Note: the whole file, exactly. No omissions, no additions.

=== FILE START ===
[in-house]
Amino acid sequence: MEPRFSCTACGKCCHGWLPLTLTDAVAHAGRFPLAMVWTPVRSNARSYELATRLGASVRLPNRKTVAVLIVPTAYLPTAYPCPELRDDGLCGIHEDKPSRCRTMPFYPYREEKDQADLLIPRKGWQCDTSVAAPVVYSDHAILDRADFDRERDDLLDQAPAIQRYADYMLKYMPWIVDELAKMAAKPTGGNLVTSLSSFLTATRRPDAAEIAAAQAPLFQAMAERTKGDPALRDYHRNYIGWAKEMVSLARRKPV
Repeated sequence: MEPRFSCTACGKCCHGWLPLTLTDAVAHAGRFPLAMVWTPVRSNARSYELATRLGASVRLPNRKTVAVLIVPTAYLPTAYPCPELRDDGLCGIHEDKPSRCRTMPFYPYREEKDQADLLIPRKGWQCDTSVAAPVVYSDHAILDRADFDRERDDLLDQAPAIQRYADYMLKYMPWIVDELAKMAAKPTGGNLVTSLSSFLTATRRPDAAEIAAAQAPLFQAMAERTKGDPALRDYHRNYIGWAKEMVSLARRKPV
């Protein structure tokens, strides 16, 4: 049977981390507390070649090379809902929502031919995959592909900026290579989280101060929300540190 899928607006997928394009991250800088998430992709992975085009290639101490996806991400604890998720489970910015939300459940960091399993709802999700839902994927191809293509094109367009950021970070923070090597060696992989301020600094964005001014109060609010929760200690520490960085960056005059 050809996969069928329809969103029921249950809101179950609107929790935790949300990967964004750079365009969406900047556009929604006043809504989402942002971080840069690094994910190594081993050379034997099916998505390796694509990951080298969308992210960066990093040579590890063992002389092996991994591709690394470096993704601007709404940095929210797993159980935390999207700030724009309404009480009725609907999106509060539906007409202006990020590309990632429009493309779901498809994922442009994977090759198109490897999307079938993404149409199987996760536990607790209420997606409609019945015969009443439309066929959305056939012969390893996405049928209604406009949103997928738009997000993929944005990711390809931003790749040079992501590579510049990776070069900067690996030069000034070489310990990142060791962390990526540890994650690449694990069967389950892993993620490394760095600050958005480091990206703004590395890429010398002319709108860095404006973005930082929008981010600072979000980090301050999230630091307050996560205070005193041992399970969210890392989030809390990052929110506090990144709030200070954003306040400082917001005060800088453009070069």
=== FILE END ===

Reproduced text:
[in-house]
Amino acid sequence: MEPRFSCTACGKCCHGWLPLTLTDAVAHAGRFPLAMVWTPVRSNARSYELATRLGASVRLPNRKTVAVLIVPTAYLPTAYPCPELRDDGLCGIHEDKPSRCRTMPFYPYREEKDQADLLIPRKGWQCDTSVAAPVVYSDHAILDRADFDRERDDLLDQAPAIQRYADYMLKYMPWIVDELAKMAAKPTGGNLVTSLSSFLTATRRPDAAEIAAAQAPLFQAMAERTKGDPALRDYHRNYIGWAKEMVSLARRKPV
Repeated sequence: MEPRFSCTACGKCCHGWLPLTLTDAVAHAGRFPLAMVWTPVRSNARSYELATRLGASVRLPNRKTVAVLIVPTAYLPTAYPCPELRDDGLCGIHEDKPSRCRTMPFYPYREEKDQADLLIPRKGWQCDTSVAAPVVYSDHAILDRADFDRERDDLLDQAPAIQRYADYMLKYMPWIVDELAKMAAKPTGGNLVTSLSSFLTATRRPDAAEIAAAQAPLFQAMAERTKGDPALRDYHRNYIGWAKEMVSLARRKPV
């Protein structure tokens, strides 16, 4: 049977981390507390070649090379809902929502031919995959592909900026290579989280101060929300540190 899928607006997928394009991250800088998430992709992975085009290639101490996806991400604890998720489970910015939300459940960091399993709802999700839902994927191809293509094109367009950021970070923070090597060696992989301020600094964005001014109060609010929760200690520490960085960056005059 050809996969069928329809969103029921249950809101179950609107929790935790949300990967964004750079365009969406900047556009929604006043809504989402942002971080840069690094994910190594081993050379034997099916998505390796694509990951080298969308992210960066990093040579590890063992002389092996991994591709690394470096993704601007709404940095929210797993159980935390999207700030724009309404009480009725609907999106509060539906007409202006990020590309990632429009493309779901498809994922442009994977090759198109490897999307079938993404149409199987996760536990607790209420997606409609019945015969009443439309066929959305056939012969390893996405049928209604406009949103997928738009997000993929944005990711390809931003790749040079992501590579510049990776070069900067690996030069000034070489310990990142060791962390990526540890994650690449694990069967389950892993993620490394760095600050958005480091990206703004590395890429010398002319709108860095404006973005930082929008981010600072979000980090301050999230630091307050996560205070005193041992399970969210890392989030809390990052929110506090990144709030200070954003306040400082917001005060800088453009070069």